Losses bring Sox closer to protected draft pick


Losses bring Sox closer to protected draft pick

BALTIMORE -- As the Red Sox limp to the finish line, each additional loss only adds to their embarrassment.

Following their 9-1 drubbing at the hands of the Baltimore Orioles Friday night, the Sox inched closer to the real possibility that they will record a 90-loss season for the first time since 1966.

But all is not -- you should pardon the expression -- lost. Because each loss also makes it more and more likely that the Red Sox will earn themselves a "protected'' pick in next June's amateur draft.

Under terms of the new collective bargaining agreement, a protected pick means a team doesn't have to forfeit its first-round pick should it sign a top free agent this off-season.

Ordinarily, the teams with the worst 10 records in Major League Baseball would qualify for protected pick status. But because the Pittsburgh Pirates failed to sign their first-round pick in last June's draft, they will get an extra compensation next June, knocking the team with the 10th worst record out of the protected class.

That means that the bottom nine teams will qualify. After Friday's loss, the Sox have 88 losses with five games to play. Six teams -- Cleveland, Minnesota, Miami, the Chicago Cubs, Houston, and Colorado -- all have 90 or more losses.

The teams the Sox must worry about are the Toronto Blue Jays, who have 88 losses as well, and the Kansas City Royals, who are right behind with 87 losses.

However, unless the Sox go on some completely unexpected hot streak in their final five games -- doubtful, since Friday's setback was their seventh in their last eight tries -- the Sox likely can't be caught from behind and forced out of the bottom nine finishers.

The Red Sox haven't had a Top 10 draft pick in the first-year player draft since they chose outfielder Trot Nixon seventh overall in the 1993 draft.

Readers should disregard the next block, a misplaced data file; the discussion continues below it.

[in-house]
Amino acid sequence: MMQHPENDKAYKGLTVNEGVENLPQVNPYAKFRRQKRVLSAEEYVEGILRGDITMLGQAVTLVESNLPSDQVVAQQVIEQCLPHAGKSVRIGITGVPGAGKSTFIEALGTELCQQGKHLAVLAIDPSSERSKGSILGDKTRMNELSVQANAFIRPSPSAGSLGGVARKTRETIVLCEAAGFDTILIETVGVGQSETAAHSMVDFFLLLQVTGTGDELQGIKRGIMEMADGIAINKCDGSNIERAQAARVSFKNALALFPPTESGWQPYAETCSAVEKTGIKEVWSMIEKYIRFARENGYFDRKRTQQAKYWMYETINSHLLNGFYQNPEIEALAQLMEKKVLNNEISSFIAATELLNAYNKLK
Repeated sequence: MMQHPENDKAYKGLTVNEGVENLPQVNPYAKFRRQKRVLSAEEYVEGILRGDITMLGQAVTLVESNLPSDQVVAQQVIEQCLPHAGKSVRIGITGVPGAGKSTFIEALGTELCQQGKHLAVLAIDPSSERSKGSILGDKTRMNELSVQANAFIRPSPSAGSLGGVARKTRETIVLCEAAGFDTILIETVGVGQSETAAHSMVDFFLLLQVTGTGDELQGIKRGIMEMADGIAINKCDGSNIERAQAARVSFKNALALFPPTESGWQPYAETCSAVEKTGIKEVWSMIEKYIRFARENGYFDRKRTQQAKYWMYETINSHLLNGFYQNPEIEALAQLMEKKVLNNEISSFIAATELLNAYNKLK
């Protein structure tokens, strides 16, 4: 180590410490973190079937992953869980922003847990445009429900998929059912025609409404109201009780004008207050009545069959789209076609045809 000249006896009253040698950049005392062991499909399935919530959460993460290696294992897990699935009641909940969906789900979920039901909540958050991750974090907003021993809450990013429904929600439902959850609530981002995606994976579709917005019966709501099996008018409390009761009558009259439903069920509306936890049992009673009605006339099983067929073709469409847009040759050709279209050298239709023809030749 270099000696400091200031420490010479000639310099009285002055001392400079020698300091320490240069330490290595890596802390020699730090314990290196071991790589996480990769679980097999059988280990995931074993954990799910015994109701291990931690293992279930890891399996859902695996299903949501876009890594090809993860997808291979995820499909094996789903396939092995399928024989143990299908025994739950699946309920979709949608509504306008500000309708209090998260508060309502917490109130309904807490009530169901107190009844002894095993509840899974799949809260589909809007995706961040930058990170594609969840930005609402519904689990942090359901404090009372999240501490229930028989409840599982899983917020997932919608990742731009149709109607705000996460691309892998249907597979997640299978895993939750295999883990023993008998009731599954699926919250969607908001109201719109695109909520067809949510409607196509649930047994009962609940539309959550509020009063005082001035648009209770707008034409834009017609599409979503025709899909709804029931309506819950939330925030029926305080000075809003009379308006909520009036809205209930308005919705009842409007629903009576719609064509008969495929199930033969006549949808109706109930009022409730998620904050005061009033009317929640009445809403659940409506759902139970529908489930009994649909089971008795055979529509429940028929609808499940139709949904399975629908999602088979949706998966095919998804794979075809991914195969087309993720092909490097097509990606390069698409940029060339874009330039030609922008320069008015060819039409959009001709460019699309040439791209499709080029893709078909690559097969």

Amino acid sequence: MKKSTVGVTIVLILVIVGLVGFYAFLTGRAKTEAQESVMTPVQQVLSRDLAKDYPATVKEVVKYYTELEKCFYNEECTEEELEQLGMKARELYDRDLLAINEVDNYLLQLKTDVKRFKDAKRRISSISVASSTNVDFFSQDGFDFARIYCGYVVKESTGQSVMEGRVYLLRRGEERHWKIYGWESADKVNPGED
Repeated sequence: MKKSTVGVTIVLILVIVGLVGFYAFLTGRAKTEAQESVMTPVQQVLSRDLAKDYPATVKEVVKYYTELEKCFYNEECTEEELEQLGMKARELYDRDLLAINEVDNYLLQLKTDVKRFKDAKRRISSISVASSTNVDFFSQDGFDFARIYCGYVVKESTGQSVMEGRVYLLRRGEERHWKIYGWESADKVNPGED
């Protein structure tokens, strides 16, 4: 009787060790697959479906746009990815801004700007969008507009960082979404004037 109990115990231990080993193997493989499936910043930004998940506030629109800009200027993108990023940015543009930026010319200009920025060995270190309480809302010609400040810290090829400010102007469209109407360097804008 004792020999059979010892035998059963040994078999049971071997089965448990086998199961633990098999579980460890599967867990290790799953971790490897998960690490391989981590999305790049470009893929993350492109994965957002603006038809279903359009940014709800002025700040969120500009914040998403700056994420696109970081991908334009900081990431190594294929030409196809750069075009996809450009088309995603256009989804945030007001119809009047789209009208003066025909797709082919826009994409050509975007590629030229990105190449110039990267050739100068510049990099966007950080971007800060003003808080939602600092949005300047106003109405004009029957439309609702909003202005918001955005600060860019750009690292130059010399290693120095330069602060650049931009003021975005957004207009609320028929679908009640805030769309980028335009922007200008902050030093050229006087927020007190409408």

It's highly unlikely that the Sox will be involved for either of the top two free agents -- pitcher Zack Greinke or outfielder Josh Hamilton -- but there could be interest in other free agents who reject qualifying offers from their present teams, thus making them subject to compensation.

Youkilis weighs in on Valentine possibly being Japan ambassador

Youkilis weighs in on Valentine possibly being Japan ambassador

Among the reactions to the news that Bobby Valentine was possibly being considered to be the US amassador to Japan in President Donald Trump’s administration was this beauty from Kevin Youkilis. 

Valentine famously called out Youkilis early in his stormy tenure as Red Sox manager in 2012. Remember? "I don't think he's as physically or emotionally into the game as he has been in the past for some reason," Bobby V said of Youk at the time. 

The Red Sox traded Youkilis to the White Sox for two not-future Hall of Famers, outfielder Brent Lillibridge and right-hander Zach Stewart, later that season.

Youkilis, now Tom Brady’s brother-in-law by the way, had a 21-game stint playing in Japan in 2014 before retiring from baseball. 


Report: Bobby Valentine could be Trump’s US ambassador to Japan

Report: Bobby Valentine could be Trump’s US ambassador to Japan

Major league manager. Inventor of the wrap sandwich. Champion ballroom dancer.  And…

US ambassador to Japan?

Bobby Valentine is on the short list for that position in President Donald Trump’s administration, according to a WEEI.com report.

The former Red Sox manager (fired after a 69-93 season and last-place finish in 2012), and ex-New York Mets and Texas Rangers, skipper, also managed the Chiba Lotte Marines in Japan’s Pacific League for six seasons. 

When asked by the New York Daily News if he's being considered for the post, Valentine responded: "I haven't been contacted by anyone on Trump's team." 

Would he be interested?

"I don't like to deal in hypotheticals," Valentine told the Daily News.

Valentine, 66, has known the President-elect and Trump's brother Bob since the 1980s, is close to others on Trump’s transition team and has had preliminary discussions about the ambassador position, sources told WEEI.com’s Rob Bradford. 

Valentine, currently the athletic director of Sacred Heart University in Fairfield, Conn., is also friendly with current Japanese Prime Minister Shinzo Abe, who, like Valentine, attended the University of Southern California.